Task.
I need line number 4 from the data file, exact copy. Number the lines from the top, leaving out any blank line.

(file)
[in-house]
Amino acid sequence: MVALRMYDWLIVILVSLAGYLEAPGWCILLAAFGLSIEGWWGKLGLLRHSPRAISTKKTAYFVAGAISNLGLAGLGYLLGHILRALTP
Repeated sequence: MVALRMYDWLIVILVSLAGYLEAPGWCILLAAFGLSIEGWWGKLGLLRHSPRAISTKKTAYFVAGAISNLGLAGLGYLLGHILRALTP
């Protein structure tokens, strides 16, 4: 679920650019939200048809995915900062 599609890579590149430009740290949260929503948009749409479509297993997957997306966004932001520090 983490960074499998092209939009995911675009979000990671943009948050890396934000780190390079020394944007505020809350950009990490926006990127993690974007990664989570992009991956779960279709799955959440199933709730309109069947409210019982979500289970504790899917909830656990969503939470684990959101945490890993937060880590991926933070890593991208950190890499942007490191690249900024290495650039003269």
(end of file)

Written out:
């Protein structure tokens, strides 16, 4: 679920650019939200048809995915900062 599609890579590149430009740290949260929503948009749409479509297993997957997306966004932001520090 983490960074499998092209939009995911675009979000990671943009948050890396934000780190390079020394944007505020809350950009990490926006990127993690974007990664989570992009991956779960279709799955959440199933709730309109069947409210019982979500289970504790899917909830656990969503939470684990959101945490890993937060880590991926933070890593991208950190890499942007490191690249900024290495650039003269």